15 փետրվար, 2017 13:24

Turkish journalist Hasan Cemal sentenced to 15 months on charges of propagating terror

On February 14, an Istanbul court sentenced prominent Turkish journalist Hasan Cemal to a suspended prison term of 15 months on charges of propagating terror in one of his articles.

Hasan Cemal first stood trial on January 12, charged with “making the propaganda of terrorist organizations” and “praising crime and criminals” in a July 11, 2016 column titled “Fehman Hüseyin”; the name of a Kurdish Worker’s Party (PKK) member and Commander. At the time, an Istanbul prosecutor demanded up to nine years of imprisonment for the journalist.

In his initial testimony, Hasan Cemal had said, “I have been interested in the Kurdish issue and the outlawed PKK since 1980. I have written many columns and four books about this issue. No investigation has been opened on claims of making terrorism propaganda against any of my columns or books until today,” he stated. “A journalist may meet a terrorist leader who has pulled a gun on the state one day and then meet a Prime Minister the next day. These are the discrepancies and ironies of journalism,” he added.

The Turkish Hurriyet Daily News reports that “Cemal is separately on trial for terror-related charges allegedly committed while he was serving as a one-day editor-in-chief of daily Özgür Gündem as part of a solidarity campaign”, which came to force after the media outlet was shut down in August of 2016 for allegedly conducting propaganda on behalf of the PKK and acting as the organization’s media organ. Along with Cemal, more than 20 other journalists and intellectuals were called to court for partaking in the solidarity campaign.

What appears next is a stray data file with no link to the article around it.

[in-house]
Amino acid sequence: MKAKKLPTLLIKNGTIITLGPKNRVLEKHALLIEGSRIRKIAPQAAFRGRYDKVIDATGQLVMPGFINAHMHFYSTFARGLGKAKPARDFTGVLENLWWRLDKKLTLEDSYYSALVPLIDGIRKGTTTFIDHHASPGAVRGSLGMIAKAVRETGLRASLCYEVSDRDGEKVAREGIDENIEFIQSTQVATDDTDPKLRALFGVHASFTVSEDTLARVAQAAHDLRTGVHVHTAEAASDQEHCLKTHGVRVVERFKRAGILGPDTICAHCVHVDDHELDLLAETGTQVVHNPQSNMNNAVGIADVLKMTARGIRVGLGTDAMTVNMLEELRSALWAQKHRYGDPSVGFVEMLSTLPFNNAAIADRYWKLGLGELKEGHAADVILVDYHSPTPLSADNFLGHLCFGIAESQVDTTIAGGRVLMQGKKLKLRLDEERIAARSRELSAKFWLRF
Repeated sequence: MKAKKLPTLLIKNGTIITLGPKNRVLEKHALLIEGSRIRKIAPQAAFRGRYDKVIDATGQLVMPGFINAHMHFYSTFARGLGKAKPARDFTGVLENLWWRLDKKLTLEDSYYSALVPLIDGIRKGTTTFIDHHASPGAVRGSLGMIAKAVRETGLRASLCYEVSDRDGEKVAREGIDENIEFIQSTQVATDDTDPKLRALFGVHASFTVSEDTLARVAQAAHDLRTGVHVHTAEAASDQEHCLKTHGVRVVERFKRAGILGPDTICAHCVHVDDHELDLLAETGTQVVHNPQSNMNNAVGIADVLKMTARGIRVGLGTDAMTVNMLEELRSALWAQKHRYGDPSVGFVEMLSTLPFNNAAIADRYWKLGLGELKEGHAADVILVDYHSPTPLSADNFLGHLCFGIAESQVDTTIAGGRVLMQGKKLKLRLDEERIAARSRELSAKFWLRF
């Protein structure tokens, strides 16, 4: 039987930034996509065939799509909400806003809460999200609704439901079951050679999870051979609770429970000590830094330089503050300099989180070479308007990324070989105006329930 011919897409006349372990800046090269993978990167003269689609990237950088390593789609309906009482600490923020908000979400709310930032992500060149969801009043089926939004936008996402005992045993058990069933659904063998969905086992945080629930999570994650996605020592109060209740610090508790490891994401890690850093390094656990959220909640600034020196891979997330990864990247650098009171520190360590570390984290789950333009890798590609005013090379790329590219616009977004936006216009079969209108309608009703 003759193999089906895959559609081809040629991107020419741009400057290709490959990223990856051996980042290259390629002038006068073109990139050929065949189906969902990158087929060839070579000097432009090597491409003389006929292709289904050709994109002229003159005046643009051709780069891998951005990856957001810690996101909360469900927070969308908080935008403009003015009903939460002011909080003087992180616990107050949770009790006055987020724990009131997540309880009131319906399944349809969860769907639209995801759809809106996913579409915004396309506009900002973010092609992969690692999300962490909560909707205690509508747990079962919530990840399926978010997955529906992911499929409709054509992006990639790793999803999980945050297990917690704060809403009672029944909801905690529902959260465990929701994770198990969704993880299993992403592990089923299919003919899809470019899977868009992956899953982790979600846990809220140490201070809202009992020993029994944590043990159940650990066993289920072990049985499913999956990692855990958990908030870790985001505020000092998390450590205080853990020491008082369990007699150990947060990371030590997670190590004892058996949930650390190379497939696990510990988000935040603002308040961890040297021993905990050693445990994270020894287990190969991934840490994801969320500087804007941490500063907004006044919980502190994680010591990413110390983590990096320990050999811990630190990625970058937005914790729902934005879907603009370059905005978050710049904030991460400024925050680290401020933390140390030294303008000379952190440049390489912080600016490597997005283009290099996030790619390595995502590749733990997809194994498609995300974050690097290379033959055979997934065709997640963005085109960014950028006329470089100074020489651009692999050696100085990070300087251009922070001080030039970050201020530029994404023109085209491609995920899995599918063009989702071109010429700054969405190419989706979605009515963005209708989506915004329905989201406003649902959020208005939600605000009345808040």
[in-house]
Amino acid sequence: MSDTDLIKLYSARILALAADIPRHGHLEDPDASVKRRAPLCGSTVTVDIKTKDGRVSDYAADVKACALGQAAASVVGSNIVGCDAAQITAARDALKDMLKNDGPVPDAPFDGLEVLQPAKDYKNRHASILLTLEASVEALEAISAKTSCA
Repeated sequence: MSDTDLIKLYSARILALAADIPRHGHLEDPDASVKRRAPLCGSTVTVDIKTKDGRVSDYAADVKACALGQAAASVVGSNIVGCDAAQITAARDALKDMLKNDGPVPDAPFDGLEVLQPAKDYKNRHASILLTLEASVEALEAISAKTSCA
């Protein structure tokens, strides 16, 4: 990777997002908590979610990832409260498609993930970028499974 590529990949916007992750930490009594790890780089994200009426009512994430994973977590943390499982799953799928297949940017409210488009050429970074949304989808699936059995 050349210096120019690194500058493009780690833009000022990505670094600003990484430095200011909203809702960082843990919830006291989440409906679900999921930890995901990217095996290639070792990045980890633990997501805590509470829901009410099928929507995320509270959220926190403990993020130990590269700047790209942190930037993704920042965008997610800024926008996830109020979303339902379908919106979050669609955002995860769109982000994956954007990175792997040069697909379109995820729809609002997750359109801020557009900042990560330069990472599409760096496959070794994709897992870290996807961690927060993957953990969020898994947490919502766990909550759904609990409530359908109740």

Hasan Cemal is a Turkish journalist, writer, and the grandson of Djemal Pasha. He was the editor of Cumhuriyet from 1981 to 1992, and of Sabah from 1992 to 1998. In 2013 he resigned from the Milliyet newspaper after Prime Minister Recep Tayyip Erdoğan had criticised his article supporting Milliyet's publication of minutes of a parliamentary visit to Abdullah Öcalan, and Milliyet suspended him and refused to publish his returning column.

He is known for acknowledging and apologizing for the Armenian Genocide, a crime which was perpetrated in part by his grandfather. His 2012 book on the subject (written in response to the 2007 assassination of his friend Hrant Dink) is titled 1915: Armenian Genocide.